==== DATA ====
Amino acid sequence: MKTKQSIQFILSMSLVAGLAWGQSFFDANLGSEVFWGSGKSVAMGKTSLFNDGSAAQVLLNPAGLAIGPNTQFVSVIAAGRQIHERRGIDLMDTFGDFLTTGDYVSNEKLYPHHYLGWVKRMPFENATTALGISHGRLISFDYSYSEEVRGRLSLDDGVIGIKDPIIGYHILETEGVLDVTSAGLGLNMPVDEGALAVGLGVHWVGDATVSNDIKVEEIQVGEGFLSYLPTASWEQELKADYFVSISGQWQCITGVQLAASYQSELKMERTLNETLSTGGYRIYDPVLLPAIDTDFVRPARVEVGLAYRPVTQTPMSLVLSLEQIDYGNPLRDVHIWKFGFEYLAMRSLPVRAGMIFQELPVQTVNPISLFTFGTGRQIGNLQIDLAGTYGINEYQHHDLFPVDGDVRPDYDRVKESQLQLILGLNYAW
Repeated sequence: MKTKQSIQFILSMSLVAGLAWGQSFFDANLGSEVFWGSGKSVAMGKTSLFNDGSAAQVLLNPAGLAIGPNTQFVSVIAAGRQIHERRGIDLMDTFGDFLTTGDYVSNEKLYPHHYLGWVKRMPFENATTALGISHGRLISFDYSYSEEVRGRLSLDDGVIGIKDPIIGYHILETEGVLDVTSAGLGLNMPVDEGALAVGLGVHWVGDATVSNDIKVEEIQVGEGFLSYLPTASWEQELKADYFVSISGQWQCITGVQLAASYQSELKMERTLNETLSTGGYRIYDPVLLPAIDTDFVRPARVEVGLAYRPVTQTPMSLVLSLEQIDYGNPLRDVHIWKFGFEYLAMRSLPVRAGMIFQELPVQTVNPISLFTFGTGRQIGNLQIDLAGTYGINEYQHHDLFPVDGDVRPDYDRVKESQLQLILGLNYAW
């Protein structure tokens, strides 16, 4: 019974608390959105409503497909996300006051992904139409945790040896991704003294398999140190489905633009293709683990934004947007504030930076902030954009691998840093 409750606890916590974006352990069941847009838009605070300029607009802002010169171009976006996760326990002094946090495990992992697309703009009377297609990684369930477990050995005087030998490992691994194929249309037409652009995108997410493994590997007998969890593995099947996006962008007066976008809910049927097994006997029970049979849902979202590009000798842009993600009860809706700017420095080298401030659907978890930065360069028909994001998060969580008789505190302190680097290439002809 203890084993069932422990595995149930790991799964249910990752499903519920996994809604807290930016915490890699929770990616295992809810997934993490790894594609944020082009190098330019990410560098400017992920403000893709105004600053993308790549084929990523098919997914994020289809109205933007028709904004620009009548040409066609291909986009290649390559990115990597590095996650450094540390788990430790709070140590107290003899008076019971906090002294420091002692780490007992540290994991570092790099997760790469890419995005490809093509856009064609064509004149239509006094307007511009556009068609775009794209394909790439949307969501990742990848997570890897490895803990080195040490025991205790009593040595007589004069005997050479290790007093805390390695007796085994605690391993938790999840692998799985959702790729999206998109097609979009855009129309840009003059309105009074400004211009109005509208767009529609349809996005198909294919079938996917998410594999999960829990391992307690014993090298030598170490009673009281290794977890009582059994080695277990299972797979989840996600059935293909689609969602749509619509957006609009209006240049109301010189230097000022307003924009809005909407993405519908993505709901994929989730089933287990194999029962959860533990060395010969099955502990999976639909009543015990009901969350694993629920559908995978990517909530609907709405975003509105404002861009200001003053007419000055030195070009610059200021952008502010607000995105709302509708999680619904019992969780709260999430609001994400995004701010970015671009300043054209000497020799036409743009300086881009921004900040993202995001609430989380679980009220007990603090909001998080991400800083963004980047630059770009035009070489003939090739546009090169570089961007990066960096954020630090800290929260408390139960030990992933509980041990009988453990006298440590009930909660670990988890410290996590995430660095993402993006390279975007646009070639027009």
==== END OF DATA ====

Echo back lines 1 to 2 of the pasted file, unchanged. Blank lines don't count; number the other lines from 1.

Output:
Amino acid sequence: MKTKQSIQFILSMSLVAGLAWGQSFFDANLGSEVFWGSGKSVAMGKTSLFNDGSAAQVLLNPAGLAIGPNTQFVSVIAAGRQIHERRGIDLMDTFGDFLTTGDYVSNEKLYPHHYLGWVKRMPFENATTALGISHGRLISFDYSYSEEVRGRLSLDDGVIGIKDPIIGYHILETEGVLDVTSAGLGLNMPVDEGALAVGLGVHWVGDATVSNDIKVEEIQVGEGFLSYLPTASWEQELKADYFVSISGQWQCITGVQLAASYQSELKMERTLNETLSTGGYRIYDPVLLPAIDTDFVRPARVEVGLAYRPVTQTPMSLVLSLEQIDYGNPLRDVHIWKFGFEYLAMRSLPVRAGMIFQELPVQTVNPISLFTFGTGRQIGNLQIDLAGTYGINEYQHHDLFPVDGDVRPDYDRVKESQLQLILGLNYAW
Repeated sequence: MKTKQSIQFILSMSLVAGLAWGQSFFDANLGSEVFWGSGKSVAMGKTSLFNDGSAAQVLLNPAGLAIGPNTQFVSVIAAGRQIHERRGIDLMDTFGDFLTTGDYVSNEKLYPHHYLGWVKRMPFENATTALGISHGRLISFDYSYSEEVRGRLSLDDGVIGIKDPIIGYHILETEGVLDVTSAGLGLNMPVDEGALAVGLGVHWVGDATVSNDIKVEEIQVGEGFLSYLPTASWEQELKADYFVSISGQWQCITGVQLAASYQSELKMERTLNETLSTGGYRIYDPVLLPAIDTDFVRPARVEVGLAYRPVTQTPMSLVLSLEQIDYGNPLRDVHIWKFGFEYLAMRSLPVRAGMIFQELPVQTVNPISLFTFGTGRQIGNLQIDLAGTYGINEYQHHDLFPVDGDVRPDYDRVKESQLQLILGLNYAW